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Polar Pioneer was the Focus of Protests Just Months Ago

Royal Dutch Shell (ticker: RDS.B) delivered some bad news for Transocean (ticker: RIG) as companies returned to their respective offices following an extended Christmas weekend. According to a RIG press release, Shell elected to cancel its contract for the Polar Pioneer rig, which was originally scheduled to expire in July 2017.

The Polar Pioneer is a harsh environment semisubmersible rig with maximum drilling depth of 25,000 feet. Shell originally contracted the rig for operations in the Arctic, but it was returned to Washington State in October 2015 following exploration in Alaska’s Chukchi Sea. Day rates ranged from $561,000 to $624,000.

Photo Credit: National Geographic

Photo Credit: National Geographic

A Foreseen Ending

The Polar Pioneer received plenty of publicity in its time with Shell: the rig was greeted by hundreds of protestors when it was first docked in Seattle earlier this year. Hundreds of activists in petroleum-based kayaks embarked on the Port Angeles harbor to voice their displeasure, but it did not deter Shell from drilling its Burger J exploration well offshore Alaska. Although the well yielded hydrocarbons, the results were deemed to be insufficient in the current commodity environment. Shell sealed and abandoned the project in September 2015, adding it would “cease further exploration activity in offshore Alaska for the foreseeable future.”

Three months after the supermajor pulled the Arctic plug, the Polar Pioneer is now officially off the grid. Shell expected to realize a $1.1 billion charge in future contractual commitments, amounting to a $4.1 billion write-down.

In addition to the challenging commodity environment, Shell blamed the high costs and the “challenging and unpredictable federal regulatory environment in offshore Alaska” as contributors to its decision. The exploration decision for Polar Pioneer was not a short-lived process: Shell spent roughly six years jumping through regulatory hurdles before the project finally received the green light. A previous exploration in 2012 was halted due to damages sustained during a drilling test.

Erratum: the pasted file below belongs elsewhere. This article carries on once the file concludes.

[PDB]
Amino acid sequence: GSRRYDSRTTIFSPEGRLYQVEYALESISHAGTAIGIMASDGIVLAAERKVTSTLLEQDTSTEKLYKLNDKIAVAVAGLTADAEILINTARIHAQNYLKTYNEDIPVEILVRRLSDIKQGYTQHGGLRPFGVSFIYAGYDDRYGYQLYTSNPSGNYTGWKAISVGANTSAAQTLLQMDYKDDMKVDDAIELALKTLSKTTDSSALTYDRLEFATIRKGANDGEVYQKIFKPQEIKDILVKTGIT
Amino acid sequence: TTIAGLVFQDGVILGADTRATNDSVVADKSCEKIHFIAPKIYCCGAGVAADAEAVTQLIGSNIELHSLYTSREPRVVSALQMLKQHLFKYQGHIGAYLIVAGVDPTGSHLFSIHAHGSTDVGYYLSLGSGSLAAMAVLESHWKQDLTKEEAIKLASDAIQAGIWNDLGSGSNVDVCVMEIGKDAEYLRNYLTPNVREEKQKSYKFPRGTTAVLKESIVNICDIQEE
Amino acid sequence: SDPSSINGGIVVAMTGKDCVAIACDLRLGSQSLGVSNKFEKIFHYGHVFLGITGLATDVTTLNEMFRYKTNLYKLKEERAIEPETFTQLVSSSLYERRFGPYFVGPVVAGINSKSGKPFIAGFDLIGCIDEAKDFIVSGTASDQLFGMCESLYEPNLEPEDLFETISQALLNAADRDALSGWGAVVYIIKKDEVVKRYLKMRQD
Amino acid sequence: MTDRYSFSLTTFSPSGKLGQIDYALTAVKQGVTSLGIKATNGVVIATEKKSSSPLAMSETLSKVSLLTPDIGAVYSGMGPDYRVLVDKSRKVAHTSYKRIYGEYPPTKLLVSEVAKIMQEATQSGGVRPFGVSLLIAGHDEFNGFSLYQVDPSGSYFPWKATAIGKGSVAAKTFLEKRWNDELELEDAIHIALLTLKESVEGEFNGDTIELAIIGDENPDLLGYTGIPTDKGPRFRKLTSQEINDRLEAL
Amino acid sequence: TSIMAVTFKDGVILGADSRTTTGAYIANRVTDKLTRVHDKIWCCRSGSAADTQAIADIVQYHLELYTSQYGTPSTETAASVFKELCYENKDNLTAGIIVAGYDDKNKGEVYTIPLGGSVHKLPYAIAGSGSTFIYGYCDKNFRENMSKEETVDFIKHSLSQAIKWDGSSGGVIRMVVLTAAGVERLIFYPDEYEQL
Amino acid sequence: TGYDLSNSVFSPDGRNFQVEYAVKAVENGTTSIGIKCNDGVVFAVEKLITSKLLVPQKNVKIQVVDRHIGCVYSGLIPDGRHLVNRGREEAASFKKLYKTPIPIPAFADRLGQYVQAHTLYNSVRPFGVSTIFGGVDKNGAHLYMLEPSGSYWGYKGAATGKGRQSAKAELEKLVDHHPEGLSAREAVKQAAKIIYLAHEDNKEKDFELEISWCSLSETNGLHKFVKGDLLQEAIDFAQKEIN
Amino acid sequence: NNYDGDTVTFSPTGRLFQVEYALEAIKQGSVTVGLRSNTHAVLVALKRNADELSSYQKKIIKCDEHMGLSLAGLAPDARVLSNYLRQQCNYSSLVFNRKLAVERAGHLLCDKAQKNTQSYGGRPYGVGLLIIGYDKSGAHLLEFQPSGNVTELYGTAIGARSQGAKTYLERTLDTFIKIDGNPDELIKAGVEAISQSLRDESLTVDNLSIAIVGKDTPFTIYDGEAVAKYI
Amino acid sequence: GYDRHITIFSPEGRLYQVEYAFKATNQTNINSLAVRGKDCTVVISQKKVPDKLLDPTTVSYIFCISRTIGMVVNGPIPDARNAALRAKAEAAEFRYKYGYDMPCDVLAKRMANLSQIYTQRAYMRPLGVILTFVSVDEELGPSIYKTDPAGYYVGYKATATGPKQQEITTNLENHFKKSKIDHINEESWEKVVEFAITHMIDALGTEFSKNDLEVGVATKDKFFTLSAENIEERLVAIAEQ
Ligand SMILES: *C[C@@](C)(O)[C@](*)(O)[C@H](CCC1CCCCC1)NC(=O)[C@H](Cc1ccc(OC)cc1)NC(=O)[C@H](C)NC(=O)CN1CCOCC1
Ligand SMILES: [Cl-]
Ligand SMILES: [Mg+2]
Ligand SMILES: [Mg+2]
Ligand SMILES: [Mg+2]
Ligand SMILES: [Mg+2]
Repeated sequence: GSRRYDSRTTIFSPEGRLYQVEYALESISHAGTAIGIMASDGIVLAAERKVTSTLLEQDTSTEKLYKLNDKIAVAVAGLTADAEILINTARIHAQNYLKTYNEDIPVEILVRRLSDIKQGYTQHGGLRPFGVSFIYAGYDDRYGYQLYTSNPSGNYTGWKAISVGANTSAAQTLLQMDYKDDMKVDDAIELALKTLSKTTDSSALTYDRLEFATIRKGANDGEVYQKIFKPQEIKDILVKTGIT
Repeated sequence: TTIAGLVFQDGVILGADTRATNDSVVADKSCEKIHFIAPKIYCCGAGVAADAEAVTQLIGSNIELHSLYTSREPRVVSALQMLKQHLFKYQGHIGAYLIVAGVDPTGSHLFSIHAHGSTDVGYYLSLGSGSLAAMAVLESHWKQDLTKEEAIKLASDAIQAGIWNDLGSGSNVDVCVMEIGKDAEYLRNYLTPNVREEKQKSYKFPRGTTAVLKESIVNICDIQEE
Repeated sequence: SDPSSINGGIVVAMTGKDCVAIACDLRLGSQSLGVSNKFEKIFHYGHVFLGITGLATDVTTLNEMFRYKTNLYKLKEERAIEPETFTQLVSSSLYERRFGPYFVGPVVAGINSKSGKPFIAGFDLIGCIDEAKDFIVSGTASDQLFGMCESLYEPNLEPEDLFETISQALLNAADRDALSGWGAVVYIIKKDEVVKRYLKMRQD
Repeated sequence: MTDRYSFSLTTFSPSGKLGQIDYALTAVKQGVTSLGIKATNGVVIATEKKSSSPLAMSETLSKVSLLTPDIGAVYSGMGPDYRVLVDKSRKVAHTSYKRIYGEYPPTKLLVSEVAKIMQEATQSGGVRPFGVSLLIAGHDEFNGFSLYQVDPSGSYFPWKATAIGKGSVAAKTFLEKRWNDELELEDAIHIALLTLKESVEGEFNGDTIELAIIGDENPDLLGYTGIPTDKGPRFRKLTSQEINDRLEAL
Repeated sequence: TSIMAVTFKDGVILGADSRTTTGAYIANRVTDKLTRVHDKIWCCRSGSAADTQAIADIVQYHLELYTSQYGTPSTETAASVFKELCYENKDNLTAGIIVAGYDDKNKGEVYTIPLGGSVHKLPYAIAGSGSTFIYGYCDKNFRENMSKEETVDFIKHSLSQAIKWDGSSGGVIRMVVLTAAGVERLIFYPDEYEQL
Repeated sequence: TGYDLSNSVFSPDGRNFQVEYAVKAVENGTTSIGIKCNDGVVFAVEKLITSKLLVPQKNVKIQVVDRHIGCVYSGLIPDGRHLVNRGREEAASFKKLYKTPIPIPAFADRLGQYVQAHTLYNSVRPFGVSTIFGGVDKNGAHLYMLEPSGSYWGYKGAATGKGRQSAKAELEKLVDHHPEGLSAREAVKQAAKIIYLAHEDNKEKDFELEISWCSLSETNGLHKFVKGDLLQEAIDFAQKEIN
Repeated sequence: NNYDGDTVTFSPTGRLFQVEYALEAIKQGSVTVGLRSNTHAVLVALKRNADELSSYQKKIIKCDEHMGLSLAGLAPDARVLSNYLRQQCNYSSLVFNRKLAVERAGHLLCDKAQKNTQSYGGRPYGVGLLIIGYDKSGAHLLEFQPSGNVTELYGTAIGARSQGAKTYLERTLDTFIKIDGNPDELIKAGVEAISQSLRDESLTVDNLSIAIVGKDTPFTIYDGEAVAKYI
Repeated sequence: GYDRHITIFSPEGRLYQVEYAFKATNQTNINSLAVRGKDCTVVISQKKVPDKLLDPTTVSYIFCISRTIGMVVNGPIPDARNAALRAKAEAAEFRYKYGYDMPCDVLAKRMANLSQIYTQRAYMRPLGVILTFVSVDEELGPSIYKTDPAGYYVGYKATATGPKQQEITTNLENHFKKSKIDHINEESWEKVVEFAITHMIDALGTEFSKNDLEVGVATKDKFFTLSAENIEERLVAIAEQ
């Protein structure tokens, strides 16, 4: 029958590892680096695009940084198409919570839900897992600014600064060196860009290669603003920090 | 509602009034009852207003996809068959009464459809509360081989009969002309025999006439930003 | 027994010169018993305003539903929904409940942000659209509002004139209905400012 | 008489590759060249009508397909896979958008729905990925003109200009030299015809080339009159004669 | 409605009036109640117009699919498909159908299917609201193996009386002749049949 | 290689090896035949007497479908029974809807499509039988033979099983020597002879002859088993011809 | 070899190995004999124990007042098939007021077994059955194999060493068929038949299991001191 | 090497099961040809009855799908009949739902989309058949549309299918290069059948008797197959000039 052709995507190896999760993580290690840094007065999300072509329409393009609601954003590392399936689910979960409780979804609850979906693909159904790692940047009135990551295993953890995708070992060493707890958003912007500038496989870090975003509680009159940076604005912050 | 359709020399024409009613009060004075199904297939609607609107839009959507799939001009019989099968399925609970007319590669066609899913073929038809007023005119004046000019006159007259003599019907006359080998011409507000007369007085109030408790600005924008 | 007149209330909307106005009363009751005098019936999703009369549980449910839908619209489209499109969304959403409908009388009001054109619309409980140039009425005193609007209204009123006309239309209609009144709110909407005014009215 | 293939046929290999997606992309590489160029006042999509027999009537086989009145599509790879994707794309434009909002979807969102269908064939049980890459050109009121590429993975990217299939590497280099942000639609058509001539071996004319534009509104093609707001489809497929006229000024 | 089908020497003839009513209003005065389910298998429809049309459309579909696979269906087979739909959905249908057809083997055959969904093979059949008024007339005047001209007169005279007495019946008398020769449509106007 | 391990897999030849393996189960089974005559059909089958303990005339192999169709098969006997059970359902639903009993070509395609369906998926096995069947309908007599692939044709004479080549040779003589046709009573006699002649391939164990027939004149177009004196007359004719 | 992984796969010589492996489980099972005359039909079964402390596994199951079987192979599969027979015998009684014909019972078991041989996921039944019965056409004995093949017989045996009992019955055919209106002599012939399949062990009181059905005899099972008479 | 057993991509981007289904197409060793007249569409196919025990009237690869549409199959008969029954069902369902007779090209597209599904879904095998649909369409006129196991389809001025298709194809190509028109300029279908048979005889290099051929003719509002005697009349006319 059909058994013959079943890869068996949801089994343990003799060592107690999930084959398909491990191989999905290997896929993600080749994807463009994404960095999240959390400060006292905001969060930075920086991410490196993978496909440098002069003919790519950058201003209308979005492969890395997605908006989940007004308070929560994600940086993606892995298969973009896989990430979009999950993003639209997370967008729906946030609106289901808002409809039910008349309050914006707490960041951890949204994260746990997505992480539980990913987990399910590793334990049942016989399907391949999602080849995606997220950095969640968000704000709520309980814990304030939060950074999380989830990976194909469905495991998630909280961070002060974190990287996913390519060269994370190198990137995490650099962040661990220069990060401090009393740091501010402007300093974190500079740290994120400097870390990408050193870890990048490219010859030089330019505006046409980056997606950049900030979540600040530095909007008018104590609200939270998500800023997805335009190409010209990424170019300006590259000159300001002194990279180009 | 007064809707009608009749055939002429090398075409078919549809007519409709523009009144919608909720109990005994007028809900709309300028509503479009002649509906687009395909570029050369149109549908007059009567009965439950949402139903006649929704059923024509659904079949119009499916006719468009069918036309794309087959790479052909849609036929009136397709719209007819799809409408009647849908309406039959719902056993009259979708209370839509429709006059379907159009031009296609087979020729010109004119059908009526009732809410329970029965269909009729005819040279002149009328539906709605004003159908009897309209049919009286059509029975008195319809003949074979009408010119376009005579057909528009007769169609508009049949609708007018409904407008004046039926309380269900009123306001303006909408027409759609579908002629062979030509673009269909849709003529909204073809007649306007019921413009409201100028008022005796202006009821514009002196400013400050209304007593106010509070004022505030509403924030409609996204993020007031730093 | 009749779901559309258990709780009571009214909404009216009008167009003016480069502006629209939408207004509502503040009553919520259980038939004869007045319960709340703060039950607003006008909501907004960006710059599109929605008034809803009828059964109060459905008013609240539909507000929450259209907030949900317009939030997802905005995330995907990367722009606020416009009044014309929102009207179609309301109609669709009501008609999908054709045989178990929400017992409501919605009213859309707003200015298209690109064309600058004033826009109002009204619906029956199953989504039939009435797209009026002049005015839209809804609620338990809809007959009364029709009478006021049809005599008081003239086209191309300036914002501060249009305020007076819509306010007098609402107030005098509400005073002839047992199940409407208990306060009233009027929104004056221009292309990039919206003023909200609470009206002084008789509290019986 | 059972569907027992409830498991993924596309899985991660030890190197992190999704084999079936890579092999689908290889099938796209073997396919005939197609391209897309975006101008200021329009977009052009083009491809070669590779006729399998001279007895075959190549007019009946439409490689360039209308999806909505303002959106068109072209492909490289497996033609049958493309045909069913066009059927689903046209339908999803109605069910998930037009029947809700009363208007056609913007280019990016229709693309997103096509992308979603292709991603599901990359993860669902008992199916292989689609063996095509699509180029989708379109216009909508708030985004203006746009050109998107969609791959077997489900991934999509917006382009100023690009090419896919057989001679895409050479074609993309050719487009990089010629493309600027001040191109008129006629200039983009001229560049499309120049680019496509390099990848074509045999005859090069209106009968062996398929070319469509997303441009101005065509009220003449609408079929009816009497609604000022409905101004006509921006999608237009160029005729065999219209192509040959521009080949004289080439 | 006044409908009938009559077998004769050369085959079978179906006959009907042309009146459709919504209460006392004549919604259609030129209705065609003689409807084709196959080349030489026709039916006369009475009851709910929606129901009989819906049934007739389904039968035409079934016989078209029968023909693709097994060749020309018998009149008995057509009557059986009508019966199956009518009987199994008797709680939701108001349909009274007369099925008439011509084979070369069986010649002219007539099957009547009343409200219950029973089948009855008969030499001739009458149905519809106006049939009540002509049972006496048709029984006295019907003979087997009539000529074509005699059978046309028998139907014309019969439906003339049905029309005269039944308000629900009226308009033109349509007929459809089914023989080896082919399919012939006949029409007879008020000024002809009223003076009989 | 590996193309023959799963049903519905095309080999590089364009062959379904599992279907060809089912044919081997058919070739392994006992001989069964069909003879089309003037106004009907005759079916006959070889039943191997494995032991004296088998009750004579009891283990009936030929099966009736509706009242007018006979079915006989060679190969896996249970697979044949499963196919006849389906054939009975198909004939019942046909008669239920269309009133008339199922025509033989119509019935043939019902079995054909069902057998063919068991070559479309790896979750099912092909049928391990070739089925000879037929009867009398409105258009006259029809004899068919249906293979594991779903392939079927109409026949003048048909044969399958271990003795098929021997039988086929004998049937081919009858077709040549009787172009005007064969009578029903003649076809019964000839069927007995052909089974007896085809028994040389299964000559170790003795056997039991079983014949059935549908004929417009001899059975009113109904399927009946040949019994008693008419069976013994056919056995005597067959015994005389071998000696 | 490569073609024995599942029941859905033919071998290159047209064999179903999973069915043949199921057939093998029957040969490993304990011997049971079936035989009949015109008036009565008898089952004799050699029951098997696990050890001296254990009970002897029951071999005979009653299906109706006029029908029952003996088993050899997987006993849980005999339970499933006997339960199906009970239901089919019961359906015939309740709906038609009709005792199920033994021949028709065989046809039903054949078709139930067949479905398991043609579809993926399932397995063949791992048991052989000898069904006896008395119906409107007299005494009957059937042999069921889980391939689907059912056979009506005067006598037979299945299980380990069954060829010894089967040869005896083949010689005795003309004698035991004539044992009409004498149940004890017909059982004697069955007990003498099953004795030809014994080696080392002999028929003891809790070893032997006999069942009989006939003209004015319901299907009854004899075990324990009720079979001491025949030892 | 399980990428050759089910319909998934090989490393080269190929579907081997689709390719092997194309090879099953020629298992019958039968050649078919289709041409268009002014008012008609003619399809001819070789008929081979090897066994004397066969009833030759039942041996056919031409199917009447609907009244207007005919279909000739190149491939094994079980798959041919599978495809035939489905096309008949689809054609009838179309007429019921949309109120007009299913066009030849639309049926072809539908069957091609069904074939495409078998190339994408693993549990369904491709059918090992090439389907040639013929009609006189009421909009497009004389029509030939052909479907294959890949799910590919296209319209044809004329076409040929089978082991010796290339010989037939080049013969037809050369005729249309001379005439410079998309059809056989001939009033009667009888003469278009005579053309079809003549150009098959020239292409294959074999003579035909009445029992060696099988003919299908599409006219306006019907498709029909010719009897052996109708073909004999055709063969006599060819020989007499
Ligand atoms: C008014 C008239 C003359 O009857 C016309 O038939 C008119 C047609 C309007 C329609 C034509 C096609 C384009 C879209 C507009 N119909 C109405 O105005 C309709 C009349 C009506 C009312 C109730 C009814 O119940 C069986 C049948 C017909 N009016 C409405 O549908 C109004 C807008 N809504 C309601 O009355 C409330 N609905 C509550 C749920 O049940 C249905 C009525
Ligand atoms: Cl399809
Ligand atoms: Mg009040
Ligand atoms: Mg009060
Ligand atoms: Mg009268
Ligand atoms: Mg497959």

Think Shale Drilling is Tough? Try the Offshore Market

Shell is not the only major to pull back on its offshore activity: Statoil walked away from its Alaska operations last month. The Norway-based major held a total of 66 both operated and non-operated leases in the Chukchi Sea, but didn’t drill a single well despite first entering the region in 2008. Several other companies, including BP plc (ticker: BP), Chevron (ticker: CVX) and ExxonMobil (ticker: XOM) have delayed Arctic explorations.

alaska-offshoreLisa Murkowski, one of Alaska’s two Senators and a proponent of oil and gas development, acknowledged the economic difficulties, but had another target in a prepared statement. “The real project killer,” she said, “was this administration’s refusal to grant lease extensions; its imposition of a complicated, drawn-out, and ever-changing regulatory process; and its cancellation of future lease sales that have stifled energy production in Alaska.”

The U.S. Department of the Interior denied lease suspension requests from Statoil and Shell in October, saying the companies “did not demonstrate a reasonable schedule of work for exploration and development.” The DOI also canceled two offshore Arctic leasing programs, citing “current market conditions and low industry interest.”

On Dec. 16, 2015, a group of U.S. Congressmen from 11 states delivered a letter to the Assistant Secretary of the Interior, who is responsible for managing the use of federal lands, demanding an explanation for federal oil and gas lease delays in their states and others.

Offshore Drilling Outlook

Moving more than 4,000 miles south from the Chukchi Sea, the much more developed Gulf of Mexico market is also experiencing its share of difficulty. The running rig count stands at 24 in the latest report from Baker Hughes, down roughly 57% from one year ago.

GOM Offshore Shallow and DeepwaterA note from Capital One Securities in November delivered a somber message on the offshore market. “Dayrates continue to decline, rigs continue to get stacked, contracting remains almost non-existent, and market commentary continues to be bleak,” the firm said. “With the stacked rig count at a multi-year high and likely to grow as uncontracted new builds are delivered into the market, we believe the retired/scrapped count needs to increase by 2x – 3x.”

Jud Bailey, an analyst for Wells Fargo Securities, said, “The outlook for the offshore drilling industry looks far tougher than when the year started.” Data from Bloomberg Intelligence said a total of 57 shallow and deepwater rigs have suffered from contract terminations this year alone. J. David Anderson, an analyst for Barclays, believes the number of non-contracted floating rigs could more than double on a year-over-year basis.

A Capital One note released on December 17 said the depressed market is nearing a period of “forced selling” as some offshore companies may have no choice but to divest some of its equipment. Capital One says the looming moment “could be a generational buying opportunity for offshore rigs.”

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